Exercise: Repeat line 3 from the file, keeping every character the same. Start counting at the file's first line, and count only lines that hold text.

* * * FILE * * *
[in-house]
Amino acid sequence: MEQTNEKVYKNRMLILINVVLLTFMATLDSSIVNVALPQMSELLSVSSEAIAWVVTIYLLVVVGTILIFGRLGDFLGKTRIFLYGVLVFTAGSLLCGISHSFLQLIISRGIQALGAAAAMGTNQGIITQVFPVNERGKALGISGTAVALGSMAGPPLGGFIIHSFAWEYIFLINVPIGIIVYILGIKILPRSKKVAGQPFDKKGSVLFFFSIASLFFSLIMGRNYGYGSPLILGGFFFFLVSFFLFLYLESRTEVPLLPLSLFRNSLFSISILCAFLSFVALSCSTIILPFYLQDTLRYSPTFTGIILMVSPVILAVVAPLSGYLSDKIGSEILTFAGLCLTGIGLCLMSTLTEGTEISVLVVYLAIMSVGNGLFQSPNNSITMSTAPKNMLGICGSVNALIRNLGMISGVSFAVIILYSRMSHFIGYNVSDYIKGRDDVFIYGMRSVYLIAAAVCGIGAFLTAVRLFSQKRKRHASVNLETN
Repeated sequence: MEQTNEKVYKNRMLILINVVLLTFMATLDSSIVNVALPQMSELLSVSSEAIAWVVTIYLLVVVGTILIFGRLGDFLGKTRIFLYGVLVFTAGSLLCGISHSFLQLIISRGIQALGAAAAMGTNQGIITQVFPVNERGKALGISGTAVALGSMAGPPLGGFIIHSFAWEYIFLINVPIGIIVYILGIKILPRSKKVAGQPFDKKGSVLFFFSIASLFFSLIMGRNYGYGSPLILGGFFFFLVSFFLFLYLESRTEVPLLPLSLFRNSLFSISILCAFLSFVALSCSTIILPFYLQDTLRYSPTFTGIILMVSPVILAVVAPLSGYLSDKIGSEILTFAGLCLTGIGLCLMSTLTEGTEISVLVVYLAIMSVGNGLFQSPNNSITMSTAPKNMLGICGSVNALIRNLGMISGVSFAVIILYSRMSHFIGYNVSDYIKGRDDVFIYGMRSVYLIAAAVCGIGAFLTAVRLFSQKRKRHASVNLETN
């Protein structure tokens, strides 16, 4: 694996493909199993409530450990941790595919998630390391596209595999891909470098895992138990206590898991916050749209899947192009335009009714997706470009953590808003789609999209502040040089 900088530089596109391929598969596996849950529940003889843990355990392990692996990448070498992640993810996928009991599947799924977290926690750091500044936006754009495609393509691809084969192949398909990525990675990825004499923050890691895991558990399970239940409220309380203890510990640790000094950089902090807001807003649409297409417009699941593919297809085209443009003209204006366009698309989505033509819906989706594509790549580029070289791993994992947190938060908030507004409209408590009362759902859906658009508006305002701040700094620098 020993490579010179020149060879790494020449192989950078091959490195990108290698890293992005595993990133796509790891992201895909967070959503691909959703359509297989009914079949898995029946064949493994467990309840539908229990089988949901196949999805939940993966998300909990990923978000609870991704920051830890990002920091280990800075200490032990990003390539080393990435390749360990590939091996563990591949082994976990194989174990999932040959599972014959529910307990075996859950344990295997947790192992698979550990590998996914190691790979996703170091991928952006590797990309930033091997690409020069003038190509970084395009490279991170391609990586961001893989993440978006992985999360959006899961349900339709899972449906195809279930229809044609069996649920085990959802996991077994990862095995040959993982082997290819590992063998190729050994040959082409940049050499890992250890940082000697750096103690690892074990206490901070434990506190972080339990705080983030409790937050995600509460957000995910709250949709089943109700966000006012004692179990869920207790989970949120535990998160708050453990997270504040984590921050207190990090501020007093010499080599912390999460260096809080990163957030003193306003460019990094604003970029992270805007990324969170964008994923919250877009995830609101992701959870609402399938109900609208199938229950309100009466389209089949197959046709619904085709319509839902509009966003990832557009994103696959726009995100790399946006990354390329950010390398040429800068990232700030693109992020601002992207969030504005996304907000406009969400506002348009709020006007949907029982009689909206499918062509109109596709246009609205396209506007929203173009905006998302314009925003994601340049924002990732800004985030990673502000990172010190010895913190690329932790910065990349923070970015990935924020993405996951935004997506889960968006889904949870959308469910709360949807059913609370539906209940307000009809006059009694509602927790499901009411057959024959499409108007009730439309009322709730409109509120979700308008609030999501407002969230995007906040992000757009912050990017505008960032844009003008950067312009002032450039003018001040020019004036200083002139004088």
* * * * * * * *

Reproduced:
Repeated sequence: MEQTNEKVYKNRMLILINVVLLTFMATLDSSIVNVALPQMSELLSVSSEAIAWVVTIYLLVVVGTILIFGRLGDFLGKTRIFLYGVLVFTAGSLLCGISHSFLQLIISRGIQALGAAAAMGTNQGIITQVFPVNERGKALGISGTAVALGSMAGPPLGGFIIHSFAWEYIFLINVPIGIIVYILGIKILPRSKKVAGQPFDKKGSVLFFFSIASLFFSLIMGRNYGYGSPLILGGFFFFLVSFFLFLYLESRTEVPLLPLSLFRNSLFSISILCAFLSFVALSCSTIILPFYLQDTLRYSPTFTGIILMVSPVILAVVAPLSGYLSDKIGSEILTFAGLCLTGIGLCLMSTLTEGTEISVLVVYLAIMSVGNGLFQSPNNSITMSTAPKNMLGICGSVNALIRNLGMISGVSFAVIILYSRMSHFIGYNVSDYIKGRDDVFIYGMRSVYLIAAAVCGIGAFLTAVRLFSQKRKRHASVNLETN